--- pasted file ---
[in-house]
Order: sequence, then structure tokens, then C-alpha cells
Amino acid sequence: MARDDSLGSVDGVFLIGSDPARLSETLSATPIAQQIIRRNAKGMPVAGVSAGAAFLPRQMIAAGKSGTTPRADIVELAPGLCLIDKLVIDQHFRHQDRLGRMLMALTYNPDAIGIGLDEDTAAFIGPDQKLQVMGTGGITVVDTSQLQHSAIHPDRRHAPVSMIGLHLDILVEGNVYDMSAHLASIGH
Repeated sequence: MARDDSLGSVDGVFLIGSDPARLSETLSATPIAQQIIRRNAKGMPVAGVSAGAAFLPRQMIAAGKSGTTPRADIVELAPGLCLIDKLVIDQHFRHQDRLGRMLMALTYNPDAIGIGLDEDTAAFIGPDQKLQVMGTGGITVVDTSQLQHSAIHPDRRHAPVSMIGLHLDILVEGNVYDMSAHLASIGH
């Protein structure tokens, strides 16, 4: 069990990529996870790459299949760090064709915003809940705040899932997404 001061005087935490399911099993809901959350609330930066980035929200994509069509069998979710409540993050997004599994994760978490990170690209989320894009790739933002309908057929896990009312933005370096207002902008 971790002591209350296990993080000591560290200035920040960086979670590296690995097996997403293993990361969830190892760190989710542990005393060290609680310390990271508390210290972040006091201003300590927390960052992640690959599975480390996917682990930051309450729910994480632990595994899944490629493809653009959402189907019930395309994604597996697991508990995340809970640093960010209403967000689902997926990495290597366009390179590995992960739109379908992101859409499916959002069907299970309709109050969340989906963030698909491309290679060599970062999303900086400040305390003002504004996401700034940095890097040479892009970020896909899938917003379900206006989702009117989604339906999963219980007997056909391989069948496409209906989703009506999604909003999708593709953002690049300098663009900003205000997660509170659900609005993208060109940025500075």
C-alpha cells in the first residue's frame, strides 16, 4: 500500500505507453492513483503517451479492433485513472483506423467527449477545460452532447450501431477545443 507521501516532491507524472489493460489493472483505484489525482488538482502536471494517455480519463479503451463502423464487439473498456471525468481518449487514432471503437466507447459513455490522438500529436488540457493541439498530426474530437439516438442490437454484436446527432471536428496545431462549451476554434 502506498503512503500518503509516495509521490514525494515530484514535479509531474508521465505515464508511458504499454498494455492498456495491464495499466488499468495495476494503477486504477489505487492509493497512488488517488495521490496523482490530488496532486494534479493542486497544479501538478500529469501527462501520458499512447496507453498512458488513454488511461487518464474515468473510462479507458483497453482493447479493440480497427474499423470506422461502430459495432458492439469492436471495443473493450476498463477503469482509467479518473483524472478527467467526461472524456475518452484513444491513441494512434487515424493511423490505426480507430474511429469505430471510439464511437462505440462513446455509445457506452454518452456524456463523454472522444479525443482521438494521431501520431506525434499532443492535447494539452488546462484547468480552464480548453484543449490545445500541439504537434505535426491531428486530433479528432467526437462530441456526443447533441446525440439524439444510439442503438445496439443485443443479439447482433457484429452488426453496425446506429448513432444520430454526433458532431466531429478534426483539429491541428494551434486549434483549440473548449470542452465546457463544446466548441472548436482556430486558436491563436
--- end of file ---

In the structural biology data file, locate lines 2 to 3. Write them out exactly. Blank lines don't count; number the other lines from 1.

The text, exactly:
Order: sequence, then structure tokens, then C-alpha cells
Amino acid sequence: MARDDSLGSVDGVFLIGSDPARLSETLSATPIAQQIIRRNAKGMPVAGVSAGAAFLPRQMIAAGKSGTTPRADIVELAPGLCLIDKLVIDQHFRHQDRLGRMLMALTYNPDAIGIGLDEDTAAFIGPDQKLQVMGTGGITVVDTSQLQHSAIHPDRRHAPVSMIGLHLDILVEGNVYDMSAHLASIGH